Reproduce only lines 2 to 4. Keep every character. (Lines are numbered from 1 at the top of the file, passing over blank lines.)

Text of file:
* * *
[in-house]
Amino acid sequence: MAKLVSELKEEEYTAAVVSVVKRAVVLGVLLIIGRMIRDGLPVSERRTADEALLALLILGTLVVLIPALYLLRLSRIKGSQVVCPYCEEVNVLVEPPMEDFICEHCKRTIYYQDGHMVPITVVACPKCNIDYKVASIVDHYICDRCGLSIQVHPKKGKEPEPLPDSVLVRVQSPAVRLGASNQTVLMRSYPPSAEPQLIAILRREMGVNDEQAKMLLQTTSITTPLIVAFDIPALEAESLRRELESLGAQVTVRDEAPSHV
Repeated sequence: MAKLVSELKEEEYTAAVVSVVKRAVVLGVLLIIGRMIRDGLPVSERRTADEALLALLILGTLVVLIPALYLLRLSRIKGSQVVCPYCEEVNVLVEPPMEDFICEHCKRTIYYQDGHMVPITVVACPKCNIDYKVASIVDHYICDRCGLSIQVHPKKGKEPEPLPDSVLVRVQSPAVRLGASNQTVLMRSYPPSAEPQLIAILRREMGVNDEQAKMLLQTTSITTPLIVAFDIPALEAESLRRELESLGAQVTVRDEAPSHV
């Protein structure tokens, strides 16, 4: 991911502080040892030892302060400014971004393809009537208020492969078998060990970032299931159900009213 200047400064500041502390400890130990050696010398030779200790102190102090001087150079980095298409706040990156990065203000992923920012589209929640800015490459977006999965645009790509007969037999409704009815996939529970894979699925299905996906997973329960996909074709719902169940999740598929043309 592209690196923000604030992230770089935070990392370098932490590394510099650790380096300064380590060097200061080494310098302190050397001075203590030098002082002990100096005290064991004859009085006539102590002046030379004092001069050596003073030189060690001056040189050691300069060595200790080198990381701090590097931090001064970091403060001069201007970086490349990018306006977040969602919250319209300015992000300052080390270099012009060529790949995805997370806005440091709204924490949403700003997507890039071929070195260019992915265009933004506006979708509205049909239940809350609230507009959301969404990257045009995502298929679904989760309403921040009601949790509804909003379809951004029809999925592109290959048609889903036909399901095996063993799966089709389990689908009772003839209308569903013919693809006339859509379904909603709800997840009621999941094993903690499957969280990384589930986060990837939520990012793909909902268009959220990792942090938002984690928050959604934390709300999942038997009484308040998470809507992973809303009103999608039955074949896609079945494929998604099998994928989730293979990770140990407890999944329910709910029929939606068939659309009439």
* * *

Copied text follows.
Amino acid sequence: MAKLVSELKEEEYTAAVVSVVKRAVVLGVLLIIGRMIRDGLPVSERRTADEALLALLILGTLVVLIPALYLLRLSRIKGSQVVCPYCEEVNVLVEPPMEDFICEHCKRTIYYQDGHMVPITVVACPKCNIDYKVASIVDHYICDRCGLSIQVHPKKGKEPEPLPDSVLVRVQSPAVRLGASNQTVLMRSYPPSAEPQLIAILRREMGVNDEQAKMLLQTTSITTPLIVAFDIPALEAESLRRELESLGAQVTVRDEAPSHV
Repeated sequence: MAKLVSELKEEEYTAAVVSVVKRAVVLGVLLIIGRMIRDGLPVSERRTADEALLALLILGTLVVLIPALYLLRLSRIKGSQVVCPYCEEVNVLVEPPMEDFICEHCKRTIYYQDGHMVPITVVACPKCNIDYKVASIVDHYICDRCGLSIQVHPKKGKEPEPLPDSVLVRVQSPAVRLGASNQTVLMRSYPPSAEPQLIAILRREMGVNDEQAKMLLQTTSITTPLIVAFDIPALEAESLRRELESLGAQVTVRDEAPSHV
């Protein structure tokens, strides 16, 4: 991911502080040892030892302060400014971004393809009537208020492969078998060990970032299931159900009213 200047400064500041502390400890130990050696010398030779200790102190102090001087150079980095298409706040990156990065203000992923920012589209929640800015490459977006999965645009790509007969037999409704009815996939529970894979699925299905996906997973329960996909074709719902169940999740598929043309 592209690196923000604030992230770089935070990392370098932490590394510099650790380096300064380590060097200061080494310098302190050397001075203590030098002082002990100096005290064991004859009085006539102590002046030379004092001069050596003073030189060690001056040189050691300069060595200790080198990381701090590097931090001064970091403060001069201007970086490349990018306006977040969602919250319209300015992000300052080390270099012009060529790949995805997370806005440091709204924490949403700003997507890039071929070195260019992915265009933004506006979708509205049909239940809350609230507009959301969404990257045009995502298929679904989760309403921040009601949790509804909003379809951004029809999925592109290959048609889903036909399901095996063993799966089709389990689908009772003839209308569903013919693809006339859509379904909603709800997840009621999941094993903690499957969280990384589930986060990837939520990012793909909902268009959220990792942090938002984690928050959604934390709300999942038997009484308040998470809507992973809303009103999608039955074949896609079945494929998604099998994928989730293979990770140990407890999944329910709910029929939606068939659309009439």